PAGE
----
Naomi Fowler ■ #10yearsafter the crash: the failure of HBOS and the lessons for reform

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As part of our series of blogs #10yearsafter the crash we reproduce below details of new research in a timely new book, The Politics of Financial Risk, Audit and Regulation: A Case Study of HBOS. It’s written by Professor Atul K. Shah, University of Suffolk who you can also follow here on twitter.  In Professor Shah’s own words:

“Reading the book will open your eyes to how much reform is needed, and how little is understood by the regulators and the knowledge professionals about the cultural and institutional reform challenge that awaits us. It opens the door to my next book on Reinventing Accounting and Finance Education, published by Routledge and coming out later this year.”

 

 

HBOS FAILURE IS A GREAT OPPORTUNITY FOR REFORM OF FINANCE THEORY AND RISK MANAGEMENT

New research just published exposes the reality of big business, power and hubris in the finance industry in Britain. It has vital lessons for the whole world. The largest corporate failure ever in British history is the collapse of HBOS in 2008. The latest figures show losses of over £52 billion and growing, but this excludes the wider economic impact of the egregious growth of HBOS. Founded on a solid and several hundred year old history of prudence and conservatism, both Halifax Building Society and the Bank of Scotland, plummeted in the short space of seven years after their merger. Parliamentary investigations have blamed the leadership and management for this epic failure, but is that the whole story?

Based on several years of forensic research, and the sifting through of hundreds of papers and documents, plus evidence from a famous whistleblower Paul Moore, this objective and independent study of the fiasco uncovers a much wider malaise. Whilst the leadership and the Board were responsible for the mis-management and outright hubris and greed, the auditors and regulators also failed in their critical role to challenge in a timely way. Politicians were captured, and also caught up in the sudden boom in finance which made them look good, albeit temporarily.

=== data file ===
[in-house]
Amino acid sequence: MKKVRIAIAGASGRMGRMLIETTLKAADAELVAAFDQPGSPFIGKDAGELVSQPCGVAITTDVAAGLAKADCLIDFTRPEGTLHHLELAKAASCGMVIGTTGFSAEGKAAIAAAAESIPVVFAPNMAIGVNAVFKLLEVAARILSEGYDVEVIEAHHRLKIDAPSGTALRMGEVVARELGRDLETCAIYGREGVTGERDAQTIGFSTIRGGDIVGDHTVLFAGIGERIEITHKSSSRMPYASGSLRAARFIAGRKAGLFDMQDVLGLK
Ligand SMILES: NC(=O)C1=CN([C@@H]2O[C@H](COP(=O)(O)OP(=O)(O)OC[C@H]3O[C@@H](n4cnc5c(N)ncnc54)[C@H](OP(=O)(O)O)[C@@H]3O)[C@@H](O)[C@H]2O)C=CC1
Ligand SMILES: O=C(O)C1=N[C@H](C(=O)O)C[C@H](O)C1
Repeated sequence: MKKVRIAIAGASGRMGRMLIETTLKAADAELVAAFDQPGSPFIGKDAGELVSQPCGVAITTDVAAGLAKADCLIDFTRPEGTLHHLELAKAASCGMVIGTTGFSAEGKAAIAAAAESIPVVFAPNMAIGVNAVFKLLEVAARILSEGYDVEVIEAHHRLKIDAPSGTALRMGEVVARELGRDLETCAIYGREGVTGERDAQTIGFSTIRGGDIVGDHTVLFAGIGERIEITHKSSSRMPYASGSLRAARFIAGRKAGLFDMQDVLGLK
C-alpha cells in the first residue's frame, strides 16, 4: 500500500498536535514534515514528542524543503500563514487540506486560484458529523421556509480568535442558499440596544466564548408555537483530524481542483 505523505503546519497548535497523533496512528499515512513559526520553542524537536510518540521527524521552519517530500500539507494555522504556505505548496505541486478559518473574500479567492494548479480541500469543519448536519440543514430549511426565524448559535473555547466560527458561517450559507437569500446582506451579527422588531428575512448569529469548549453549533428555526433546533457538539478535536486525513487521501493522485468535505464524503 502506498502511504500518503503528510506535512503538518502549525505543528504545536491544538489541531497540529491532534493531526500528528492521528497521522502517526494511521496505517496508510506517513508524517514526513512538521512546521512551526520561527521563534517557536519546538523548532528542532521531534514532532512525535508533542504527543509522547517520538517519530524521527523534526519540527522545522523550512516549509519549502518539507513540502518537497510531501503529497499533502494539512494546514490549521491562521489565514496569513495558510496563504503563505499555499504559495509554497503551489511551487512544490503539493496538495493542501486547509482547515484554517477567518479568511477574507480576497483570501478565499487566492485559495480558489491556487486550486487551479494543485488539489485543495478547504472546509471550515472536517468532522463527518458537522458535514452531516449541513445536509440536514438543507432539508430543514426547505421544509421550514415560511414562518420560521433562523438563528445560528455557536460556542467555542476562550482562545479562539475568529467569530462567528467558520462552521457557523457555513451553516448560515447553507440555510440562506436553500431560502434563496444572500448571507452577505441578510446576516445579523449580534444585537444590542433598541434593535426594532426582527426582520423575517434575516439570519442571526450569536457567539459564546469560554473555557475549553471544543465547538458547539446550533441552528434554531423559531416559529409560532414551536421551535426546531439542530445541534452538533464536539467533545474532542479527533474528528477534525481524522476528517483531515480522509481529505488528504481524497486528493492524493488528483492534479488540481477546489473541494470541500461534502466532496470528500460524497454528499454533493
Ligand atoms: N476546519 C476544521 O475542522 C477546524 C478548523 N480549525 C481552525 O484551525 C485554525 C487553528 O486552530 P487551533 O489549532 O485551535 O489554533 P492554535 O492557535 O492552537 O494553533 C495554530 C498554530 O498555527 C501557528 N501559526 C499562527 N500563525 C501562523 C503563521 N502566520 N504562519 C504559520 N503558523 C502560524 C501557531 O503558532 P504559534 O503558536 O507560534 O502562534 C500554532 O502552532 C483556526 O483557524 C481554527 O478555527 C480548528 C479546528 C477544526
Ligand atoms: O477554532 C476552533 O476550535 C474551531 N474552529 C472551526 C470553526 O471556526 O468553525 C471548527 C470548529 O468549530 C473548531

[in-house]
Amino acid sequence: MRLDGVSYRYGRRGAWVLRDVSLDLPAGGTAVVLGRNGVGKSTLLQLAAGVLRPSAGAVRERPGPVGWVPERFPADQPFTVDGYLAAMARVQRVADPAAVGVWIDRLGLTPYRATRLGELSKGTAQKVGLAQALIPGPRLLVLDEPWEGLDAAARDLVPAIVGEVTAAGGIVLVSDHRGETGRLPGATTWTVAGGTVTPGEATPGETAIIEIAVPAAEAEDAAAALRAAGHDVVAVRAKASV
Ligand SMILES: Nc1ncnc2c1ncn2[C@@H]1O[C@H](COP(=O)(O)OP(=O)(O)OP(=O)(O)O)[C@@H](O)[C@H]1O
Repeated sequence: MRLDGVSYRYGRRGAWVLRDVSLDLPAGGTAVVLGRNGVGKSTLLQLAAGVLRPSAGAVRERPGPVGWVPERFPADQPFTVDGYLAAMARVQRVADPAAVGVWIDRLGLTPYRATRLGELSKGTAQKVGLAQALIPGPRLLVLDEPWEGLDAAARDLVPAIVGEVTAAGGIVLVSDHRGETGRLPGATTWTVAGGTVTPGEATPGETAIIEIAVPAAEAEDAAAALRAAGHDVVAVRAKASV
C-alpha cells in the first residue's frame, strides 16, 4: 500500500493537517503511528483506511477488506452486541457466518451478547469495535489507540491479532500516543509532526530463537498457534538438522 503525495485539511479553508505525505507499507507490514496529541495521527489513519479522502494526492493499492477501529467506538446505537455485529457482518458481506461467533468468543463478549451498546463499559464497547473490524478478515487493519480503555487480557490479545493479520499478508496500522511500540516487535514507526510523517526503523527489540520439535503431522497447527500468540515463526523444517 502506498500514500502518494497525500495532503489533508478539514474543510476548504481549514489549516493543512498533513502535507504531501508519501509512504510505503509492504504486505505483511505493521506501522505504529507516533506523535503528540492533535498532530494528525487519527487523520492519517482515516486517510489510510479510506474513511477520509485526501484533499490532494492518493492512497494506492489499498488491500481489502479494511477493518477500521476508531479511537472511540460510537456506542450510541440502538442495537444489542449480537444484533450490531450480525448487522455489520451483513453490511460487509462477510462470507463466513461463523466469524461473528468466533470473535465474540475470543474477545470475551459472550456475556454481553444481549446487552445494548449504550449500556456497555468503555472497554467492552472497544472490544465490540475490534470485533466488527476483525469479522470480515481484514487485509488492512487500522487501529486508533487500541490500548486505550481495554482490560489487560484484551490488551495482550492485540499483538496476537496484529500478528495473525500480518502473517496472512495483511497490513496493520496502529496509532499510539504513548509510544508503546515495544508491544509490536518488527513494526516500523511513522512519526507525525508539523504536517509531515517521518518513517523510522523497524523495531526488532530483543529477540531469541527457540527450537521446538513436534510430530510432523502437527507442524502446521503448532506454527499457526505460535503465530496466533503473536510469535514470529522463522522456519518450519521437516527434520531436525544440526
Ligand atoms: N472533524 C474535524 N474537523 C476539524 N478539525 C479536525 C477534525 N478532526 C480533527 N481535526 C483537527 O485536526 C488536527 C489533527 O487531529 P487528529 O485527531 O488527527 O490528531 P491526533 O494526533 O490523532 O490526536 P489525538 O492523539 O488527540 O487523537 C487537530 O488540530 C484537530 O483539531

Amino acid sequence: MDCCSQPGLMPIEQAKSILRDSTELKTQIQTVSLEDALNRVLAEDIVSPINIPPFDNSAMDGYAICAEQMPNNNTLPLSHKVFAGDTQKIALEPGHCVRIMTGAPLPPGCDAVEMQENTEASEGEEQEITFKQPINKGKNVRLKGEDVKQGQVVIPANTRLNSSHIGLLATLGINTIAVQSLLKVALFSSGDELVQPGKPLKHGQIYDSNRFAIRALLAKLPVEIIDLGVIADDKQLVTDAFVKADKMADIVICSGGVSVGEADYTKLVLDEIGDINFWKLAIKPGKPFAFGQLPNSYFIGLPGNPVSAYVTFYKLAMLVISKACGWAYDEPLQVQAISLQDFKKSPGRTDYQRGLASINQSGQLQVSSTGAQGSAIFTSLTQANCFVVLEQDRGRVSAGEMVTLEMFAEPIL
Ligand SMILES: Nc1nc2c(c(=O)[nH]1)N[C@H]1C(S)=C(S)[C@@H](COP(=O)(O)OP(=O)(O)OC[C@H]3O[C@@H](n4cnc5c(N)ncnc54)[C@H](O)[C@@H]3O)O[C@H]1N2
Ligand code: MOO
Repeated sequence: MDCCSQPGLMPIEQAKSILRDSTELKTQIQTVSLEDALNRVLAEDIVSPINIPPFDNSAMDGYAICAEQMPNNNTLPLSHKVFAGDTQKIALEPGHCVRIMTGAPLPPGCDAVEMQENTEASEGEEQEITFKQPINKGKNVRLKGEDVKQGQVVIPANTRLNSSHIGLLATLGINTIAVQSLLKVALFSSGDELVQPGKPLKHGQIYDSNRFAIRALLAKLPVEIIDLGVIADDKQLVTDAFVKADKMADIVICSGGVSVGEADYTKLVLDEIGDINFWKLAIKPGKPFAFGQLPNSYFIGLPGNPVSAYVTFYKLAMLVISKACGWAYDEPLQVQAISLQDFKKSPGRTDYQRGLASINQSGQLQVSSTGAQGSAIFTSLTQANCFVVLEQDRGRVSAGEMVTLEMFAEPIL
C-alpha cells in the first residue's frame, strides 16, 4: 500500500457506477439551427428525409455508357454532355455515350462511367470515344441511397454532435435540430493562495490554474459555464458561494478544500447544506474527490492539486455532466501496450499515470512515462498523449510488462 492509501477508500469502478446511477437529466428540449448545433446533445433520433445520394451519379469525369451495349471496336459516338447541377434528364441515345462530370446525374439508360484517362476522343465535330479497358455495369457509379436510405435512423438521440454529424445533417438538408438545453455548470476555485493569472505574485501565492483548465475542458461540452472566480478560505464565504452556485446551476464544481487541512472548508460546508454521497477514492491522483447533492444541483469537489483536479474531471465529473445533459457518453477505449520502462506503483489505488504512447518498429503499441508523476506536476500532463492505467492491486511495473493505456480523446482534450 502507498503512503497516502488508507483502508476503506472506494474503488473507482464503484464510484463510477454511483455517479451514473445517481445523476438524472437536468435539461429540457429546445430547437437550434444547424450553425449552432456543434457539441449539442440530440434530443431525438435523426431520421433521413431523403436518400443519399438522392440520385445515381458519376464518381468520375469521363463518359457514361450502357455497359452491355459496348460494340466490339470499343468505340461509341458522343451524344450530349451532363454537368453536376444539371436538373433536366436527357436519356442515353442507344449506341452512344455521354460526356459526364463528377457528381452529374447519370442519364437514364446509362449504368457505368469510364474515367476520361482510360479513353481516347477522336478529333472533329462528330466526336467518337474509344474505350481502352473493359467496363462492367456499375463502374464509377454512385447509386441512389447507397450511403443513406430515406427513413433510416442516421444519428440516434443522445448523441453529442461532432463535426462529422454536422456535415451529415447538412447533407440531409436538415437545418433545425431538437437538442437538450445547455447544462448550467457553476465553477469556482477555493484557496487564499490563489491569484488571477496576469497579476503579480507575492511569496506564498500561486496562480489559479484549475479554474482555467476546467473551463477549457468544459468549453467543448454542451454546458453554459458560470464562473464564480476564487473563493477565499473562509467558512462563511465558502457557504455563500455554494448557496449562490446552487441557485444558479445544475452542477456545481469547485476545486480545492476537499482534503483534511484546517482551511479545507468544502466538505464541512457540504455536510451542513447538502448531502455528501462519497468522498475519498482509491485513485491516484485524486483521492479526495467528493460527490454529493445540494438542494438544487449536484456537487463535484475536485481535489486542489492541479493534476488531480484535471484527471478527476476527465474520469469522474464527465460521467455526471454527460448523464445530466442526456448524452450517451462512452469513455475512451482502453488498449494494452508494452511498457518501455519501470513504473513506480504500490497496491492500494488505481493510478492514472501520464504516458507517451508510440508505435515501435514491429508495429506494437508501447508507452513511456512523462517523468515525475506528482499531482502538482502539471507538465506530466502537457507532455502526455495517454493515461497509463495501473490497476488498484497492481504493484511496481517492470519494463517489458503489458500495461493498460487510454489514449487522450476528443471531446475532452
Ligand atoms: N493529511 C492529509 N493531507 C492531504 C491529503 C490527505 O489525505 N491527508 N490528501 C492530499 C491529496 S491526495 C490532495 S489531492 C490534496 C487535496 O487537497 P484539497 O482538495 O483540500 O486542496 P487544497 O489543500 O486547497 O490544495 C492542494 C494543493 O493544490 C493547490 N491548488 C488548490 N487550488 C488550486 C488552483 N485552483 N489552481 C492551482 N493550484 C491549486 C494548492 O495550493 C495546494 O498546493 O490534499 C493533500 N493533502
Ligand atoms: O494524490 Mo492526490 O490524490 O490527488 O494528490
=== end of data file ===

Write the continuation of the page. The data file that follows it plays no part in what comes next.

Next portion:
Where were the investors in all this? Could they not see the greed and mismanagement? Or did they not want to see, so long as they were being bribed by increasing dividends and share buy-backs? Finance theory has promoted the idea of management incentivisation by share options and bonus contracts which focus on high growth and shareholder value. Risk had been excluded from rewards and short-termism virtually ignored. Egoism, politics and hubris are totally denied by theory. Oh yes, and markets are perfect and efficient, so any fraud will be self-corrected in a timely fashion. This is the religion we teach finance students all over the world, and call it science.

This book is a thorough inter-disciplinary analysis of this fiasco, and shows that ideology was also very responsible for the 2008 crash, and has not gone away, leading us to a new and bigger financial crash. The foreword is by Ian Fraser, author of the award-winning Shredded, the story of the collapse of RBS. Finance academics and accounting professionals are also called to account, with the audit profession exposed for its deep conflicts and fundamental cracks. Specialisation has reduced inter-disciplinary skills in the academy, and very few people can bring law, accounting, auditing, finance and politics together into one research study and help reveal the lessons to be learnt. Specialisation has also led to a fundamental ethical crisis for modern accounting and finance education, where culture, politics and history are abjectly excluded from the training. As to faith and cultural diversity, there is no space for it, as economics is the faith scientists want you to believe. My research on Ethical Finance shows us a very different way of building a sustainable accounting and finance profession.

 

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